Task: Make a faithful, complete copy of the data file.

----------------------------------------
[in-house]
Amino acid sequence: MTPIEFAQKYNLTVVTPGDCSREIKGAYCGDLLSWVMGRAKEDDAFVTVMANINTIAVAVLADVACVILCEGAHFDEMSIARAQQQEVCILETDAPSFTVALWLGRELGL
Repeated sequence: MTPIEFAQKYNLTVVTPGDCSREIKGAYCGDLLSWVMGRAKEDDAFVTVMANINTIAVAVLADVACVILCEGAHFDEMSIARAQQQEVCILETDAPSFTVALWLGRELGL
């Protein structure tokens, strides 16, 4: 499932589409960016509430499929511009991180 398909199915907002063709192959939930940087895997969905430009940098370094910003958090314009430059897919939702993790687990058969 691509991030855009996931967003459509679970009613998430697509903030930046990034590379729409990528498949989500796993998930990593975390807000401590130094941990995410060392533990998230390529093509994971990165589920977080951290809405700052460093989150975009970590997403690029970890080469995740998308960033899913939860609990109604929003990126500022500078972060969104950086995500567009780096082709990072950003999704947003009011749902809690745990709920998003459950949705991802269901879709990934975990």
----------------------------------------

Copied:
[in-house]
Amino acid sequence: MTPIEFAQKYNLTVVTPGDCSREIKGAYCGDLLSWVMGRAKEDDAFVTVMANINTIAVAVLADVACVILCEGAHFDEMSIARAQQQEVCILETDAPSFTVALWLGRELGL
Repeated sequence: MTPIEFAQKYNLTVVTPGDCSREIKGAYCGDLLSWVMGRAKEDDAFVTVMANINTIAVAVLADVACVILCEGAHFDEMSIARAQQQEVCILETDAPSFTVALWLGRELGL
């Protein structure tokens, strides 16, 4: 499932589409960016509430499929511009991180 398909199915907002063709192959939930940087895997969905430009940098370094910003958090314009430059897919939702993790687990058969 691509991030855009996931967003459509679970009613998430697509903030930046990034590379729409990528498949989500796993998930990593975390807000401590130094941990995410060392533990998230390529093509994971990165589920977080951290809405700052460093989150975009970590997403690029970890080469995740998308960033899913939860609990109604929003990126500022500078972060969104950086995500567009780096082709990072950003999704947003009011749902809690745990709920998003459950949705991802269901879709990934975990």